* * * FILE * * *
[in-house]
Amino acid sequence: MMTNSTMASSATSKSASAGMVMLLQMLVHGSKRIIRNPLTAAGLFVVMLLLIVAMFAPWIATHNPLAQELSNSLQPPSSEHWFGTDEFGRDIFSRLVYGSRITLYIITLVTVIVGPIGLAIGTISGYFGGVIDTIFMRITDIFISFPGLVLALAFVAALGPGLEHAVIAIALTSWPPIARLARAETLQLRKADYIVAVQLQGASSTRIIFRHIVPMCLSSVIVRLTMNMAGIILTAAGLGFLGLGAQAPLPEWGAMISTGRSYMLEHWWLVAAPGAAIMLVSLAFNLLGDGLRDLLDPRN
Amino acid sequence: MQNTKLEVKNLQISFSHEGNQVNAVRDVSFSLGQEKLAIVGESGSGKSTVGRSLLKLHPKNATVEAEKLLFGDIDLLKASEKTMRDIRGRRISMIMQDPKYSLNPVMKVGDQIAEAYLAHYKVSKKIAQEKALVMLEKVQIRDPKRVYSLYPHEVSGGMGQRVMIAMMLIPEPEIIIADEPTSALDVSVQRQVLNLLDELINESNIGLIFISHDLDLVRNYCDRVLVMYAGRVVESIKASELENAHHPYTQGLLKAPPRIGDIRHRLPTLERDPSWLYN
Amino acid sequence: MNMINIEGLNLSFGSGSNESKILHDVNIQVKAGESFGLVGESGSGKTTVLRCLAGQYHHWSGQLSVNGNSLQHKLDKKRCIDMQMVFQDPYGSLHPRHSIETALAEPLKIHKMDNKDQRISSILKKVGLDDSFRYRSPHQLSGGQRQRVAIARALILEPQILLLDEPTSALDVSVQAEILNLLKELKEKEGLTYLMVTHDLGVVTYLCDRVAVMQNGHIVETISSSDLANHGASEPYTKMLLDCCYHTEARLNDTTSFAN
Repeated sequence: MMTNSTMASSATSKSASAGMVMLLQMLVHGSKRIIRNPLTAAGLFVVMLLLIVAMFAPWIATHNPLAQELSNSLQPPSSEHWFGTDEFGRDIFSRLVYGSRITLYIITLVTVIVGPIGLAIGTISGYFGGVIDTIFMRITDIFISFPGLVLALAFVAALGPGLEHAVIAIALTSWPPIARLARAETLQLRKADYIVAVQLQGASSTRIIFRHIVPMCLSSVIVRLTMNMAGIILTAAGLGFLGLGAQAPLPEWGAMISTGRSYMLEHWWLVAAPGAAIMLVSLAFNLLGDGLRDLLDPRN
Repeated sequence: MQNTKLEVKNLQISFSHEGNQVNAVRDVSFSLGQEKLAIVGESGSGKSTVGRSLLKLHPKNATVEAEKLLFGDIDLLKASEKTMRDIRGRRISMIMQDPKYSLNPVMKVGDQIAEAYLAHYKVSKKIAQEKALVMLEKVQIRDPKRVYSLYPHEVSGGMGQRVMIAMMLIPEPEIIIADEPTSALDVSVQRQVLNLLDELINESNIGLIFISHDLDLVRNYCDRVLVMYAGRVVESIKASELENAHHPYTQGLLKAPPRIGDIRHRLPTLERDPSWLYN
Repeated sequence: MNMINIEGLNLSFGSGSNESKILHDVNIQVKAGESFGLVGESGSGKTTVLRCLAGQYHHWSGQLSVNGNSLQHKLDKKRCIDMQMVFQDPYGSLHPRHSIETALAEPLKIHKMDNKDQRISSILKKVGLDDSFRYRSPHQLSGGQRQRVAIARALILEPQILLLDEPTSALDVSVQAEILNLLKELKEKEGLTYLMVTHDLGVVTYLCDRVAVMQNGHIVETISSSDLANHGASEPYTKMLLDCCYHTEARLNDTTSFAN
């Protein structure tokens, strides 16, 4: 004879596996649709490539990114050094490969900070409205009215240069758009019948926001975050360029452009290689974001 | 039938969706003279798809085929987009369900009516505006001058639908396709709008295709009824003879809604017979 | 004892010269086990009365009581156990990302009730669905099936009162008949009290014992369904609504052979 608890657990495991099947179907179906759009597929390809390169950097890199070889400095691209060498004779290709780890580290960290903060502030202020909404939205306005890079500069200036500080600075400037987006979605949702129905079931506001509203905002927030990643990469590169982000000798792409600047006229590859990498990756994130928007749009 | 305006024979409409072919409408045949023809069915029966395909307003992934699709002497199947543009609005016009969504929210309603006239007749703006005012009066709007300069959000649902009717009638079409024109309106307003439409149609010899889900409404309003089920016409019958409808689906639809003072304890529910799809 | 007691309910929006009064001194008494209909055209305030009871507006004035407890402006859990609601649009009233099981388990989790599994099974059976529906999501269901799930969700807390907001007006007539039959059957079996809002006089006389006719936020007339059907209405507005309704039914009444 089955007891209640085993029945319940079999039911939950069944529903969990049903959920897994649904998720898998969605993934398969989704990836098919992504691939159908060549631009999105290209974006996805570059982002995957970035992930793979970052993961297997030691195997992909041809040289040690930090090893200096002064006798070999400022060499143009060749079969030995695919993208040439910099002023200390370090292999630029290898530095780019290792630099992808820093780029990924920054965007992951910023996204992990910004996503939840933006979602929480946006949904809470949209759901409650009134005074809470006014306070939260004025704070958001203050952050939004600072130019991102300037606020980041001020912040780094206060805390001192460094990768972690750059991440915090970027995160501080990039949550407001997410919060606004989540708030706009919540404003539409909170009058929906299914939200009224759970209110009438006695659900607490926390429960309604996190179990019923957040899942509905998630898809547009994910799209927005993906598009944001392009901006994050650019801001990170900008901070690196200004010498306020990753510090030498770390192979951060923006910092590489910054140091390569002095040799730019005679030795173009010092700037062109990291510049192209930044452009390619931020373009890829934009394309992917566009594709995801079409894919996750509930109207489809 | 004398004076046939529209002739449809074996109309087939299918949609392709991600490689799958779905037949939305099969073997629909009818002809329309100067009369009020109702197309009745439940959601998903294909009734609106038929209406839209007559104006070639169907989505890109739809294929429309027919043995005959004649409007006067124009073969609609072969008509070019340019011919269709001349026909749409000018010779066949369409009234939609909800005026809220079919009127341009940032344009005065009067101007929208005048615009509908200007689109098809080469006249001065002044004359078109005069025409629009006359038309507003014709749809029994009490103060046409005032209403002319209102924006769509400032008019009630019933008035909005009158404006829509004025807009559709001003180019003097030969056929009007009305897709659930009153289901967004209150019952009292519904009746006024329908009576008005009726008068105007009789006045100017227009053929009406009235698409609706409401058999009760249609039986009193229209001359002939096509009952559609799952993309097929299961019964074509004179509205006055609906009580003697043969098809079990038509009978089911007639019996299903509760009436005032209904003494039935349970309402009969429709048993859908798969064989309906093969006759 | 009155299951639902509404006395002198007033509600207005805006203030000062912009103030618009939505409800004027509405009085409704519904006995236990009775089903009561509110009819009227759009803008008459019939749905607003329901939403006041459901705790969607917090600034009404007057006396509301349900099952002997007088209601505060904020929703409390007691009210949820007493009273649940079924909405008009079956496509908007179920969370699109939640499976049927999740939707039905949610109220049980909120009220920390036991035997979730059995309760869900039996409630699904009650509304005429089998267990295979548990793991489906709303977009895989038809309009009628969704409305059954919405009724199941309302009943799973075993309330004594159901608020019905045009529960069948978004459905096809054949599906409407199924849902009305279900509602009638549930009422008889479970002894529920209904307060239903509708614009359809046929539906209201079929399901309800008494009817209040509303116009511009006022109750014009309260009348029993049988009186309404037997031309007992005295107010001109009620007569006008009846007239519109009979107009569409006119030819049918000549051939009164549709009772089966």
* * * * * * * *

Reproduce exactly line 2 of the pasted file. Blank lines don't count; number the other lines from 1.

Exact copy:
Amino acid sequence: MMTNSTMASSATSKSASAGMVMLLQMLVHGSKRIIRNPLTAAGLFVVMLLLIVAMFAPWIATHNPLAQELSNSLQPPSSEHWFGTDEFGRDIFSRLVYGSRITLYIITLVTVIVGPIGLAIGTISGYFGGVIDTIFMRITDIFISFPGLVLALAFVAALGPGLEHAVIAIALTSWPPIARLARAETLQLRKADYIVAVQLQGASSTRIIFRHIVPMCLSSVIVRLTMNMAGIILTAAGLGFLGLGAQAPLPEWGAMISTGRSYMLEHWWLVAAPGAAIMLVSLAFNLLGDGLRDLLDPRN